Chelsea overpaid for Jorginho and Kepa Arrizabalaga last summer. They will only a take a loss on one of them, so Maurizio Sarri will have to work all his magic on the Juventus board if he wants to reunite with Jorginho.
A few times during the transfer window we talked about how agents were commonly the source of transfer rumours, not necessarily because they were immediately shopping for a transfer but to create leverage for upcoming contract negotiations and perhaps a future transfer. Since the window is now over and his client has three more years on his contract, Jorginho’s agent isn’t bothering with a whisper campaign. He’s just out there saying he’s open to anything worthwhile that could take Jorginho away from Chelsea.
It’s the “worthwhile” that will prevent any move from happening. Joao Santos, the agent, may be satisfied with a commission somewhere close to what he received when Chelsea paid £57 million for Jorginho. But the Blues will not take a loss on Jorginho if they are weighing the possibility of taking a much larger loss on Kepa Arrizabalaga.
And they would take a loss on Jorginho, unless Maurizio Sarri somehow did his thing again.
In the sort of PowerPoint-friendly, corporate d**che-bro terms a banker would understand, Maurizio Sarri seems far more adept at B2B communications than B2C.
While he struggles to communicate on the level with his players, sometimes foregoing communicating at all with them, as a former bank manager himself, Sarri has successfully pitched himself beyond his accomplishments to the boards of Chelsea FC and Juventus, convincing those clubs to open their checkbooks to secure his services. At Chelsea, that involved getting the club to pay £57 million for Jorginho as a tacit condition of hiring Sarri. To whatever extent objective valuations factor in to transfer decisions, and regardless of what you think of Jorginho, this was more than he was worth to anyone other than Sarri and a club trying to hire Sarri.
Just under a month after signing Jorginho for a 10-20% mark-up, Chelsea asked him to hold all of their beers as they paid £72 million for Kepa Arrizabalaga. His premium is best measured in multiples rather than percentages, the product of what Liverpool paid for Allison, the prolonged poor handling for Thibaut Courtois’ dissatifaction and, well, who knows what else.
Two players, one a prerequisite and the other a sort of welcome gift, for £129 million.
The pair were going to need to be absolutely essential for multiple trophy-winning seasons to “work off” those fees, or Chelsea were going to need to find a club with a bluish sense of business acumen to pay a similar or greater amount for them. Otherwise, they would take an overall loss.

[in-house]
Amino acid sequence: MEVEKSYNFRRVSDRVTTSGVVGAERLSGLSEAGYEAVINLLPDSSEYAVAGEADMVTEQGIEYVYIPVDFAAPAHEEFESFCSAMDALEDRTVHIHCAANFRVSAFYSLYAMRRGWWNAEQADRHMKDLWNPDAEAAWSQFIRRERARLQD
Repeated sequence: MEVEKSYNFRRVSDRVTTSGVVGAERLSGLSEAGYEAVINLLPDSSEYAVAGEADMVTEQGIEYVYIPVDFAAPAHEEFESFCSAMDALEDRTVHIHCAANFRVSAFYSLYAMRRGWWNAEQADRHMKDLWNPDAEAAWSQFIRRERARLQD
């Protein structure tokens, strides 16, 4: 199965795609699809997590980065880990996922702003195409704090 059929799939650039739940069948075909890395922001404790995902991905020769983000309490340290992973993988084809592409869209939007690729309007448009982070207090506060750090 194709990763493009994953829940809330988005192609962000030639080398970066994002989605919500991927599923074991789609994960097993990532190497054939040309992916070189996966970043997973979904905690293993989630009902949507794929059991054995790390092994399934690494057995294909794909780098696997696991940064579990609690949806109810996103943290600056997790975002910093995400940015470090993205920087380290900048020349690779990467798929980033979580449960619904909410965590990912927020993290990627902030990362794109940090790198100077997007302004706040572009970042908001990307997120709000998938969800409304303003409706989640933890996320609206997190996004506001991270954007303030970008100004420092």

Maurizio Sarri might be the only person with the motivation and persuasive gifts to convince his club to pay Chelsea more than £57 million for Jorginho. And he’s at a club that has that kind of money, especially if they take his recommendations on who to sell this summer.
The other question is whether Jorginho would want to reunite with his former patron.
Jorginho has grown more in the last eight months than he did in the previous few years. His progress and development was visible throughout the first half of the season, and was remarkable and commendable for a player his age.
He has spoken several times about how much more freedom he has in his game. By not being the focal point of play out from the back and recycling in the final third, he can move into different positions and not be so effectively and conspicuously muzzled the opponent’s marking. He is four goals and two assists this season, tied for the second-best goal contribution of his career. His only more productive season was the year before he moved to Napoli.
Jorginho may also not want to join Sarri as a “traitor” in the eyes of Napoli fans. Sarri compounded his treachery among the Neapolitans by joining Juventus, and if he wins Serie A with them, expect the bitterness to go up to 11. Aurelio de Laurentiis may be the voice of restraint compared to his ticket holders.
Even if Maurizio Sarri can prevail over the Juventus board to let Chelsea turn a profit on Jorginho, Jorginho may tell Joao Santos not to sign those papers but to use the offer as leverage for another club.
It’s hard to think Chelsea would turn down a profitable offer for Jorginho given how it would likely be the only one they would ever receive. Jorginho will not be as critical to any manager other than Sarri, and with players like Billy Gilmour, Conor Gallagher and maybe even Ruben Loftus-Cheek making their way towards a first team already full of midfielders, Frank Lampard will not have to depend on Jorginho by default, as he has this season.
But again, that’s all assuming there is an offer.
If Chelsea sell Kepa Arrizabalaga on his current form, they will take a massive financial hit. Any other sale they make will have to return a significant profit as they will have enough red ink on the ledger.
There’s only one realistic possibility for a profitable offer for Jorginho, and it’s the one the player himself may be the least interested in. Like most other agent-sourced transfer rumours, this one is doing everything but presaging the transfer.